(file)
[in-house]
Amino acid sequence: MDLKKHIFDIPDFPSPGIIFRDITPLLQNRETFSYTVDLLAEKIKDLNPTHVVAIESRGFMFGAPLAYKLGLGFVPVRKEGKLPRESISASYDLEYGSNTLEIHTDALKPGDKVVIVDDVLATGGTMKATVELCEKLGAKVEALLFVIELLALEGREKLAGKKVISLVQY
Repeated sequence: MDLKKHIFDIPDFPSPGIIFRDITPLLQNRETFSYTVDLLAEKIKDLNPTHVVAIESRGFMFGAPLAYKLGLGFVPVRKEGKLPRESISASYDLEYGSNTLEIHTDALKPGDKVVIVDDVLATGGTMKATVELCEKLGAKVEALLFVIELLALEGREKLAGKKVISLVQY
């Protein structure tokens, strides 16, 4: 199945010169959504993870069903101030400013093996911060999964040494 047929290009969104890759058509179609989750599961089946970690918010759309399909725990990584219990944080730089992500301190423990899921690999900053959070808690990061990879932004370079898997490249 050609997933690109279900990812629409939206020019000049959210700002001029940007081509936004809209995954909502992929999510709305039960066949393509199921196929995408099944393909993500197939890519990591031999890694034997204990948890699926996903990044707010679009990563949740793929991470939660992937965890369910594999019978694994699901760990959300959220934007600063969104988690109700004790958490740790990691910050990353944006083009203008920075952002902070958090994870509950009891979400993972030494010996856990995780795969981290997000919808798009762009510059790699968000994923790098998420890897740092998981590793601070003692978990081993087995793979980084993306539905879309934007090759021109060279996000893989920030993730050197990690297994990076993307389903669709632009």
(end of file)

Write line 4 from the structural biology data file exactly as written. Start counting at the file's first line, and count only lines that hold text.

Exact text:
């Protein structure tokens, strides 16, 4: 199945010169959504993870069903101030400013093996911060999964040494 047929290009969104890759058509179609989750599961089946970690918010759309399909725990990584219990944080730089992500301190423990899921690999900053959070808690990061990879932004370079898997490249 050609997933690109279900990812629409939206020019000049959210700002001029940007081509936004809209995954909502992929999510709305039960066949393509199921196929995408099944393909993500197939890519990591031999890694034997204990948890699926996903990044707010679009990563949740793929991470939660992937965890369910594999019978694994699901760990959300959220934007600063969104988690109700004790958490740790990691910050990353944006083009203008920075952002902070958090994870509950009891979400993972030494010996856990995780795969981290997000919808798009762009510059790699968000994923790098998420890897740092998981590793601070003692978990081993087995793979980084993306539905879309934007090759021109060279996000893989920030993730050197990690297994990076993307389903669709632009």